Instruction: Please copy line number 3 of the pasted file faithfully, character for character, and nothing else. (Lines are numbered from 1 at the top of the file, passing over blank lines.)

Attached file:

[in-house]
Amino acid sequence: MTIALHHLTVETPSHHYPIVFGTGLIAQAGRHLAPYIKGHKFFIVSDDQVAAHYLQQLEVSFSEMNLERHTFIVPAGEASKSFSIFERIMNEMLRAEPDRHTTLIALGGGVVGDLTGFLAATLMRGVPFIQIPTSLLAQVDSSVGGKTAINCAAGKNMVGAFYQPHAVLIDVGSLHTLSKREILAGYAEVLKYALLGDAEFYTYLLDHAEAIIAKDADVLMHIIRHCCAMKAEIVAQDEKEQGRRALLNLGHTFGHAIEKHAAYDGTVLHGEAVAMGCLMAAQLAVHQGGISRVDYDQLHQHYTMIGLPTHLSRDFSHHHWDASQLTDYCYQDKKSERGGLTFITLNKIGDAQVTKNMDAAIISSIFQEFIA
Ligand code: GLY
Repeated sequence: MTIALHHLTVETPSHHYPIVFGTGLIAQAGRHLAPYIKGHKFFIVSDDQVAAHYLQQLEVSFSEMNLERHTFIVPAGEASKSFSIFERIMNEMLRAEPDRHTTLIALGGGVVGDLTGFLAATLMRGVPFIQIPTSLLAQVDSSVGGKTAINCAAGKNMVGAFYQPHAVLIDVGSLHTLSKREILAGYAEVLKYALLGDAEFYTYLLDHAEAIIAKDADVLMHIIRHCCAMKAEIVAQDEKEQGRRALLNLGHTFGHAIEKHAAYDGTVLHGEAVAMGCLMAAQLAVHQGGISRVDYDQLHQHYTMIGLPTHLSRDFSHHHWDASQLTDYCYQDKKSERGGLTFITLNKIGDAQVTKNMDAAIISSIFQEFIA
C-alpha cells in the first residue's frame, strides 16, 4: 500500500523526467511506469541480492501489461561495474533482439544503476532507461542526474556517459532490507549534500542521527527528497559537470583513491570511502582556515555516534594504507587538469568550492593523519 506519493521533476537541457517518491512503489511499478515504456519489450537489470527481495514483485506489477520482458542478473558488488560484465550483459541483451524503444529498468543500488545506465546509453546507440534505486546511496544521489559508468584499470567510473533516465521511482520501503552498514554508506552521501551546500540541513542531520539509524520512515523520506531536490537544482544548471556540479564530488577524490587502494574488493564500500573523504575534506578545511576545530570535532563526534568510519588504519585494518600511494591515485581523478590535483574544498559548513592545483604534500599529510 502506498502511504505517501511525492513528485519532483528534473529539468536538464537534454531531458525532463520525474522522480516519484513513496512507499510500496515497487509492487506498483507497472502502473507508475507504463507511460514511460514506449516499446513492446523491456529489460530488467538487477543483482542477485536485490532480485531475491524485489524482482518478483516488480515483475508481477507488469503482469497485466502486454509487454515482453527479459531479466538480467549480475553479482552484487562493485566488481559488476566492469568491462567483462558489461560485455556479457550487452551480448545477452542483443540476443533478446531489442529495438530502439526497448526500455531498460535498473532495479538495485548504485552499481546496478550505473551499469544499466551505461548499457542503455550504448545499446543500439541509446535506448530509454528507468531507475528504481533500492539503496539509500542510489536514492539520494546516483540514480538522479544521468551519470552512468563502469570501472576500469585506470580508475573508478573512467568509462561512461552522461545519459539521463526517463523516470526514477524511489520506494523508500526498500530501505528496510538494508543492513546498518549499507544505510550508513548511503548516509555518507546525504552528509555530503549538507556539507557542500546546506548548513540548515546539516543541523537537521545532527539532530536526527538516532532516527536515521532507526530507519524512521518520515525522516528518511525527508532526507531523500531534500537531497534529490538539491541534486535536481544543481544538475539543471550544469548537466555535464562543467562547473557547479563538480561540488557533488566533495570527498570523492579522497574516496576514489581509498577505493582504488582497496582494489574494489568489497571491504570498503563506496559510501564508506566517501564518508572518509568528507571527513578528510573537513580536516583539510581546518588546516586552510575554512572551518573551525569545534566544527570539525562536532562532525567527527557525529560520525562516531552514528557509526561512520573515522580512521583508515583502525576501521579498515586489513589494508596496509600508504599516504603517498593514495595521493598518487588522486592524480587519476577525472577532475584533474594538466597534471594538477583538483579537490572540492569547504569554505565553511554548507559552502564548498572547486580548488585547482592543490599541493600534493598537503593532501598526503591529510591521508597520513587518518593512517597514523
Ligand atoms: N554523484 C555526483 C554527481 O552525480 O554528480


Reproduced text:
Ligand code: GLY